Happy New Year 2022

Hello! I am very sorry I haven’t been around lately. I started working full-time for the first time in over a decade and it really knocked me for a loop. I also spent a month in California back in November, and this gorgeous vintage kurotomesode happened to follow me home. Part of me wanted to share it right away but then I realised the arrow motif was very reminiscent of hamaya and was therefore absolutely perfect for a New Year’s coordinate. I felt that New Year’s Day was a perfect day to re-devote myself to this blog. It’s not a resolution, per se, because I am utterly terrible at  keeping those, but it did seem like a good day to set a new goal.

I did debate going “proper” and pairing this piece with a typical gold fukuro obi and white accessories, but as usual my love for dusty vintage colours won out and I ran with this maru obi instead. One of the motifs on it is sho-chiku-bai or the three friends of winter, a lucky winter motif, so it felt appropriate nonetheless. Red accessories and a textured white haneri added a bit of punch without stealing the focus, and I’m quite pleased with the end result.

Here’s to a year of health, happiness, and hope. A year of finding the time and the passion to focus on what makes you feel happy and fulfilled. I am going to make a concerted effort to devote more time to my hobbies, both kimono and my miniatures. I already have several outfits and entries planned out for the next little while, so I just need to keep this motivation and momentum going. How about you? What are your hopes and goals for 2022? I’d love to know, so please leave a comment!

Items used in this coordination

Kits-Mas Day 8 – Sho Chiku Bai

Sho Chiku Bai (松竹梅), or Three Friends of Winter, is an auspicious motif comprised of plum, pine, and bamboo. I’d initially wanted to do an ikebana on this theme, but finding flowering plum branches here at this time of year proved utterly impossible. But then I remembered that this beautiful vintage kurotomesode I got recently had it as a motif, along with other bright and auspicious items. I know it hasn’t been long since I coordinated it last, but it still felt like the perfect start for today’s outfit.

I debated doing a simple and traditional coordination with a metallic obi and white accessories, but something felt lacking so I ended up doing a more geisha-styled outfit with the red obiage and then coordinated with a wide red-and-green obijime. I tend to do this a lot with my vintage kurotomesode, but somehow I feel that it does them more justice. Also, these accessories just feel so much more vibrant and festive, don’t they?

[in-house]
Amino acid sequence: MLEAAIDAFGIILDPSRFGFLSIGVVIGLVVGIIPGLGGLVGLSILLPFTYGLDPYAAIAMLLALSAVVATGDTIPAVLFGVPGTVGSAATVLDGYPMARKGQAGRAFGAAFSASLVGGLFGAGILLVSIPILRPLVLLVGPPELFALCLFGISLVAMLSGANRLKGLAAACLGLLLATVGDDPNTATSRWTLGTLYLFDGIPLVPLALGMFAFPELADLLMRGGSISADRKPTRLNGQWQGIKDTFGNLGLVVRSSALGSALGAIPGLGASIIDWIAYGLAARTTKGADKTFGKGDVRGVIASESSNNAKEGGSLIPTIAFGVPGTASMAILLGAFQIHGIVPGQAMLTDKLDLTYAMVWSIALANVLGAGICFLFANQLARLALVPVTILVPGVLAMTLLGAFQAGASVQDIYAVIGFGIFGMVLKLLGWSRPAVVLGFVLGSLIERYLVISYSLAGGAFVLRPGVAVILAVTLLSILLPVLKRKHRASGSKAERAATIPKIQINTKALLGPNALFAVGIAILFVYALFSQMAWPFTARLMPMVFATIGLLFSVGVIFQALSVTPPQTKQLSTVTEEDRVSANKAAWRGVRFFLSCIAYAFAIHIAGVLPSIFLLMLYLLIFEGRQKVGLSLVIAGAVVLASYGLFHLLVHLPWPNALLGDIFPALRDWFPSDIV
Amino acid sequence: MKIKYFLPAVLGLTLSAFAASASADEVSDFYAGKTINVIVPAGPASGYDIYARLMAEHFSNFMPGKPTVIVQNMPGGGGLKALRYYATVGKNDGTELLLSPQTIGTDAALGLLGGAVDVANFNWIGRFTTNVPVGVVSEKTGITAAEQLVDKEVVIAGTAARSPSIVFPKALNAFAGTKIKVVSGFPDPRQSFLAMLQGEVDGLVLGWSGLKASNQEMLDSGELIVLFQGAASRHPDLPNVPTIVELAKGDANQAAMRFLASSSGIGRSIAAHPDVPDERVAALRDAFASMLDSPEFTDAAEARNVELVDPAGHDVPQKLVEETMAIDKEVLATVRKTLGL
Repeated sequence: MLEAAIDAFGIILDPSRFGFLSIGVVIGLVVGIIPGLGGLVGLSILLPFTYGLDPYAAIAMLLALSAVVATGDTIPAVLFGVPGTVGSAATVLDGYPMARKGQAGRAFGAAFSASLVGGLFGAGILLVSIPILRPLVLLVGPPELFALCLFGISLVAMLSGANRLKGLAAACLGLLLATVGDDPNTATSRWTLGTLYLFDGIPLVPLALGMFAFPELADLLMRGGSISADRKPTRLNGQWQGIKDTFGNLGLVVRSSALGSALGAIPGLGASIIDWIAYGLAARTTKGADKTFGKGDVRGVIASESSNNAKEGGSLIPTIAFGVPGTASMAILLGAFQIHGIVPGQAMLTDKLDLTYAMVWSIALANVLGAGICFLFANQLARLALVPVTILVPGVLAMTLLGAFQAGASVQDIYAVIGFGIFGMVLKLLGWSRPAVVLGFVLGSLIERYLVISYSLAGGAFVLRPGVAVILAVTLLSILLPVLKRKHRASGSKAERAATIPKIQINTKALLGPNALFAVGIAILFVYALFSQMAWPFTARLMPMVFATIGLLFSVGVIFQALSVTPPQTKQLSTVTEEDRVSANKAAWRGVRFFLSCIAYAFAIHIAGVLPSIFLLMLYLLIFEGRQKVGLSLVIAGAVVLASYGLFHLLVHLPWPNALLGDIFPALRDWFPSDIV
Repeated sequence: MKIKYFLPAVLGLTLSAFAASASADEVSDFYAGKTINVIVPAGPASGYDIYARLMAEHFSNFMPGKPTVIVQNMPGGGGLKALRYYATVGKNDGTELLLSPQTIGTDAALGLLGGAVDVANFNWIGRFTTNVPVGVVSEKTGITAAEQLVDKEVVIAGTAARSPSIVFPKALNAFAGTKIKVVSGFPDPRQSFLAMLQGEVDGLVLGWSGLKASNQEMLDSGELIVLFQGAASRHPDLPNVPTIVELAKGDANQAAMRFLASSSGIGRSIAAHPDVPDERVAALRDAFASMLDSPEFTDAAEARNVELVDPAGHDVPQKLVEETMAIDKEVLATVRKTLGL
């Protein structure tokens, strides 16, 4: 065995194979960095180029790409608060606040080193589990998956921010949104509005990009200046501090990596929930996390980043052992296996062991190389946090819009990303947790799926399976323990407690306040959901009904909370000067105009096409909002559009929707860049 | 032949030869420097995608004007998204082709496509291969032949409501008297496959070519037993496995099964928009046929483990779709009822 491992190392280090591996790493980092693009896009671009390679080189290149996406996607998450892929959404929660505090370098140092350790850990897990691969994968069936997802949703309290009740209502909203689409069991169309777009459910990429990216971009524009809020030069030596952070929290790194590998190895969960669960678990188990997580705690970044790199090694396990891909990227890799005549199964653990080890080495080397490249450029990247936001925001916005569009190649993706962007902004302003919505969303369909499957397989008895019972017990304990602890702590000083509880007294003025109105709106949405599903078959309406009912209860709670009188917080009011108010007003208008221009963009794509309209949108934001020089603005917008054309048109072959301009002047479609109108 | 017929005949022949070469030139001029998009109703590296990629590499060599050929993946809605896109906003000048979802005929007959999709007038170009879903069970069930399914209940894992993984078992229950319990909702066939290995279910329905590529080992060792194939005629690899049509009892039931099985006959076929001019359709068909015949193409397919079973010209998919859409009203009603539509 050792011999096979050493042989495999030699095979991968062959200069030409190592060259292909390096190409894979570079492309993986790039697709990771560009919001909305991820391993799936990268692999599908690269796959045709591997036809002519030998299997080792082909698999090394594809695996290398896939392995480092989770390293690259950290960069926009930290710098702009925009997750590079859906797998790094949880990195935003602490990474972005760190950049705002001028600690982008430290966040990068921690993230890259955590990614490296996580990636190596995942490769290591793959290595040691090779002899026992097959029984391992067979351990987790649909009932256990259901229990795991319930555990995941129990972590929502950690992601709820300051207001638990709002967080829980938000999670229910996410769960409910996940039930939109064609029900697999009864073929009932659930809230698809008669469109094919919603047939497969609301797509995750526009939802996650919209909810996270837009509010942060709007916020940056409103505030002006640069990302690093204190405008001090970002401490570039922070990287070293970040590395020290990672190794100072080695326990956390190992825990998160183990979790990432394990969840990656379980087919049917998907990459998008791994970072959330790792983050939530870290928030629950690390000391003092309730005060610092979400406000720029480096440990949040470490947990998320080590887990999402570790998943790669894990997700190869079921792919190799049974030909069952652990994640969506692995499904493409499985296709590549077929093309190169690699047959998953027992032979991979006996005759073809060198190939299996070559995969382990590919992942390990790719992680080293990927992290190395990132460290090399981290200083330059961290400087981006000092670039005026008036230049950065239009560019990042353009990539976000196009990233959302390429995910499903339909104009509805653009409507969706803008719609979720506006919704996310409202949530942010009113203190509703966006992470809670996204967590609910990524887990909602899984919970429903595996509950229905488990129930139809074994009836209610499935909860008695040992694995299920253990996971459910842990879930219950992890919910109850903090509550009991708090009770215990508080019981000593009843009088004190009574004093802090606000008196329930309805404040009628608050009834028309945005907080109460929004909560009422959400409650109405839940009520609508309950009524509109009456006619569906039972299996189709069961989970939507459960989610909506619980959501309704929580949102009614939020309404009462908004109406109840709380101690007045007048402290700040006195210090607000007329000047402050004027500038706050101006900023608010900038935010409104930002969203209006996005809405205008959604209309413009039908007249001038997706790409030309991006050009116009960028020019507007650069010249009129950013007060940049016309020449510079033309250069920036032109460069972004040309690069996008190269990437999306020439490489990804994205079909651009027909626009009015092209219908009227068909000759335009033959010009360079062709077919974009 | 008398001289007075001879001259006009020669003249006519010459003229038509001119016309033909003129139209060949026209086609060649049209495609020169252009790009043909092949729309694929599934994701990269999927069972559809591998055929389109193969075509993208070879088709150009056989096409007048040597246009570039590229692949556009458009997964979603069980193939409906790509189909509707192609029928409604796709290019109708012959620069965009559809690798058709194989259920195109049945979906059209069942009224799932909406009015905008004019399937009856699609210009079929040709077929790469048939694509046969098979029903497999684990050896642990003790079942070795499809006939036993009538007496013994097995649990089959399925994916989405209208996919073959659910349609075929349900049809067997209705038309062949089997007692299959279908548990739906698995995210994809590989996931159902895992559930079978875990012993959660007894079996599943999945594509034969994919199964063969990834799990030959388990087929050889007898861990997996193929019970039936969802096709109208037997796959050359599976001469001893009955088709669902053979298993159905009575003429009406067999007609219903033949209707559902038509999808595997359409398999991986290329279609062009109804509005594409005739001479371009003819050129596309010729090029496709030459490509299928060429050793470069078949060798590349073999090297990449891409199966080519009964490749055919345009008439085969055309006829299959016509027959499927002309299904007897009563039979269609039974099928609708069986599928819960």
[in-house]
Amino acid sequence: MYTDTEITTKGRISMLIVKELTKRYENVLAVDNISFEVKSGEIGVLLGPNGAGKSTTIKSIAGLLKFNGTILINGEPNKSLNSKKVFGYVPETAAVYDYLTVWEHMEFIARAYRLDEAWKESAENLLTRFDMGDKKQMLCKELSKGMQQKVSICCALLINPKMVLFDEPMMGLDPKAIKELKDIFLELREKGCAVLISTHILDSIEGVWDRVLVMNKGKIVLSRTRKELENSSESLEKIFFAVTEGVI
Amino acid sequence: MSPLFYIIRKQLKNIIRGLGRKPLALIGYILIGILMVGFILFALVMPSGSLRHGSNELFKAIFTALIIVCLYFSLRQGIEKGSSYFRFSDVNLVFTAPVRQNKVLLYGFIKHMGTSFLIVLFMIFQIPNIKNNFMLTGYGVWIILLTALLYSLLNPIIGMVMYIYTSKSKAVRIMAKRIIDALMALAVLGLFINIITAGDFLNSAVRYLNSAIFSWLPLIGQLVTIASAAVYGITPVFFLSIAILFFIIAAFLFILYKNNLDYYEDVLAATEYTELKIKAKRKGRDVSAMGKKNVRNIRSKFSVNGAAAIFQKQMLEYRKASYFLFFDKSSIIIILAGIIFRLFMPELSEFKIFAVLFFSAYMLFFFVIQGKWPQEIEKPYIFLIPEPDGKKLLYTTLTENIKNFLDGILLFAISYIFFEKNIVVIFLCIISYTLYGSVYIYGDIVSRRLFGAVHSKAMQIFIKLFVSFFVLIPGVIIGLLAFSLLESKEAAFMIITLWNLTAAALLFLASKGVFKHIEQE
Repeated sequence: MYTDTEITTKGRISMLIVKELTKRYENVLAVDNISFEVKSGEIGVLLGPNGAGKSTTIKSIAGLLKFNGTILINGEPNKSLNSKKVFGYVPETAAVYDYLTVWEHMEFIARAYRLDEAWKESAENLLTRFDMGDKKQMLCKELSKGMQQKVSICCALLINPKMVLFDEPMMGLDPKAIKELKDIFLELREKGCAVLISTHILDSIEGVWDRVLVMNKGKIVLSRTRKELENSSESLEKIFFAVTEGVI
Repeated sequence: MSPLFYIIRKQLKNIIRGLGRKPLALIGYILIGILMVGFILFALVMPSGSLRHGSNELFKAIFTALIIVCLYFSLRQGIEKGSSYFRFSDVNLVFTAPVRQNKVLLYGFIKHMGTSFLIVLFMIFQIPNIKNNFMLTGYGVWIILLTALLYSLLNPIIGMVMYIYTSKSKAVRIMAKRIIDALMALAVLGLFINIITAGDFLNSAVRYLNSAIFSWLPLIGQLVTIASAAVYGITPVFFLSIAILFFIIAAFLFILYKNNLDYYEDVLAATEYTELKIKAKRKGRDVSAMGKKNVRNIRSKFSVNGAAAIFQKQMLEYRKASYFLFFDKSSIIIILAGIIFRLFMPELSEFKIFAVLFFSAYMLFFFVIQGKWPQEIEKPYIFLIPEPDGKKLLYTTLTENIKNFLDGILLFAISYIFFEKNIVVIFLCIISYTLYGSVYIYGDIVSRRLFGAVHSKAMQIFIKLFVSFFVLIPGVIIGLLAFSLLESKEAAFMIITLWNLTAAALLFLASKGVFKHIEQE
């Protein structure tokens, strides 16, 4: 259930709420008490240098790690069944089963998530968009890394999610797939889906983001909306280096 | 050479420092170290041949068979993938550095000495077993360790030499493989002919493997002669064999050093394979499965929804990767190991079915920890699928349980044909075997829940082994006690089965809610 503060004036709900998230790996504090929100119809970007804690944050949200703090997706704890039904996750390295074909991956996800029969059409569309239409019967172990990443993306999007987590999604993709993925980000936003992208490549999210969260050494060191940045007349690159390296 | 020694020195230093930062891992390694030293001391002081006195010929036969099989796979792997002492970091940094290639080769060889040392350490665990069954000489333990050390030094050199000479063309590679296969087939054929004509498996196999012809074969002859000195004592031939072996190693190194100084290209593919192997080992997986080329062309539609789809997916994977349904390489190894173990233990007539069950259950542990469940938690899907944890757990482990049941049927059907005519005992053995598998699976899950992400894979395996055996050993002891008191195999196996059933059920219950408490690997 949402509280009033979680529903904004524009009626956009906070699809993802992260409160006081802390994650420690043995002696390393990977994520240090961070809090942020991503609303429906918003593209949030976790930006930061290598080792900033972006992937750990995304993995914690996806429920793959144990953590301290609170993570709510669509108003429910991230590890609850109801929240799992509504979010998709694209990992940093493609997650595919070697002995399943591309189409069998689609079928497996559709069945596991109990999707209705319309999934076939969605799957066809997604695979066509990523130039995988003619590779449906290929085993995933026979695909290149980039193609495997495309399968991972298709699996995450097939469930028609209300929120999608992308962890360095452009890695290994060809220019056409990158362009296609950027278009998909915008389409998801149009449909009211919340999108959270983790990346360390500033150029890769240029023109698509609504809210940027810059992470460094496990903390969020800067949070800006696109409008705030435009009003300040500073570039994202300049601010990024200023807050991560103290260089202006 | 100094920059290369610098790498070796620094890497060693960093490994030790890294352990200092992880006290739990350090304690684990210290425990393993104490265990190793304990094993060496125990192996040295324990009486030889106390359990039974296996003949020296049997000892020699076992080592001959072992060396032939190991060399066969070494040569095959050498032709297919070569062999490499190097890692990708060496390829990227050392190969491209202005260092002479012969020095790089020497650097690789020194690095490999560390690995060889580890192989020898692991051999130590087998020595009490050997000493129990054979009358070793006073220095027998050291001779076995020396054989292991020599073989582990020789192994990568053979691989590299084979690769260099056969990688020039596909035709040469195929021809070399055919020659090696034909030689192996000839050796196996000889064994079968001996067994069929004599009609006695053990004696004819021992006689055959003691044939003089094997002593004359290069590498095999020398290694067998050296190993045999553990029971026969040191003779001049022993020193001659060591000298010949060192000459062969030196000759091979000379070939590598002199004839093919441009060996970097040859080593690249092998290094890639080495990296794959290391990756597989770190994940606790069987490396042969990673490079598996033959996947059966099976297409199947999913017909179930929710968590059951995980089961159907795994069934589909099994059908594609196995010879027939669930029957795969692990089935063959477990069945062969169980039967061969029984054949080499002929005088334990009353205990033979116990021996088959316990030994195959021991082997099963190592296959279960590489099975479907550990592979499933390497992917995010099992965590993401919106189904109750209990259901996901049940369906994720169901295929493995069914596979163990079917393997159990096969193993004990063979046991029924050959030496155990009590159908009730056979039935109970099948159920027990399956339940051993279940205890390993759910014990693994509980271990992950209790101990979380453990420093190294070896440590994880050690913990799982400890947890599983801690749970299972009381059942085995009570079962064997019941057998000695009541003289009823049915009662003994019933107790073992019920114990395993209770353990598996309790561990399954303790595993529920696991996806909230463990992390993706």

I love how these pieces look together but this obi is in really rough shape – there are several places where the weave is basically just shredded. So there’s my first (and likely only) resolution of the year; I’m going to convert this into a tsuke-obi because it’s beautiful but I don’t want to risk tying it again in the state it’s currently in.

I hope your new year is off to a wonderful start! I’m hoping this will be an excellent year for all of us.

Items used in this coordination

明けましておめでとう! Akemashite omedetou! Happy New Year!

The new year is upon us! A time of renewal, change, and hope. I wish all of you the best for 2016 and beyond.

To celebrate the beginning of a new year, I pulled out one of my favourite kimono to coordinate. I bought this one the last time I visited Vintage Kimono in Boulder, Colorado. At first glance it looks like a relatively minimalist kurotomesode, with a sparse design of chidori and matsu (plover and pine). However, it’s also got a smattering of chidori on one sleeve. This was a brief trend for kurodomesode, which traditionally only have patterns on the hem. As western-style seating spread through Japan, kimono designers realised that a lot of the artwork and craftsmanship of these most formal kimono were getting lost, as women sat up with their feet tucked away. They started putting a small design somewhere that would be visible in theatre-style seating, usually on one shoulder or sleeve.

The trend has since fallen out of favour and kurotomesode have gone back to their hem-only design placement, but you can still occasionally find little oddities like this one. I’ve been told that at this point I can choose to wear it as a kurotomesode, or a very formal houmongi. Which is probably a good thing, seeing as how I’m 34 and still single.

I paired the kimono with a fairly typical white-and-gold obi with auspicious designs, tied in standard niijudaiko musubi, to hopefully double my good fortune for the coming year. However, I’d forgotten what a complete and utter beast this thing is to tie. It’s very long, even by modern fukuro standards, as well as being very slippery and floppy. It has a core, but it’s a very soft one. So unless I go in forearmed with a handful of extra himo and clips, it always slides around and loosens while tying it. Thankfully I had not only a bunch of tools but also a very helpful and cooperative father to hold bits and pieces while I tied other bits and pieces.

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I’ve decided that this year, I am not going to make resolutions. They never work for me. I am, however, going to set goals. If I attain them, fantastic! If I don’t quite succeed, at least I tried and progressed. There’s no point in making myself feel bad for not achieving relatively arbitrary marker points.

Kimono-related goals I would like to set for 2016:

  • Lose enough weight to comfortably wear kimono again.
  • Consistently and regularly work through the backlog of book and tea reviews I’ve got half-done.
  • Coordinate more outfits on Tsukiko.
  • Write more. Blog entries, fiction, personal journal entries. Doesn’t matter what, so long as it’s words.

Do you have any kimono-related goals or resolutions? I’d love to hear about them! Please share them in the comments.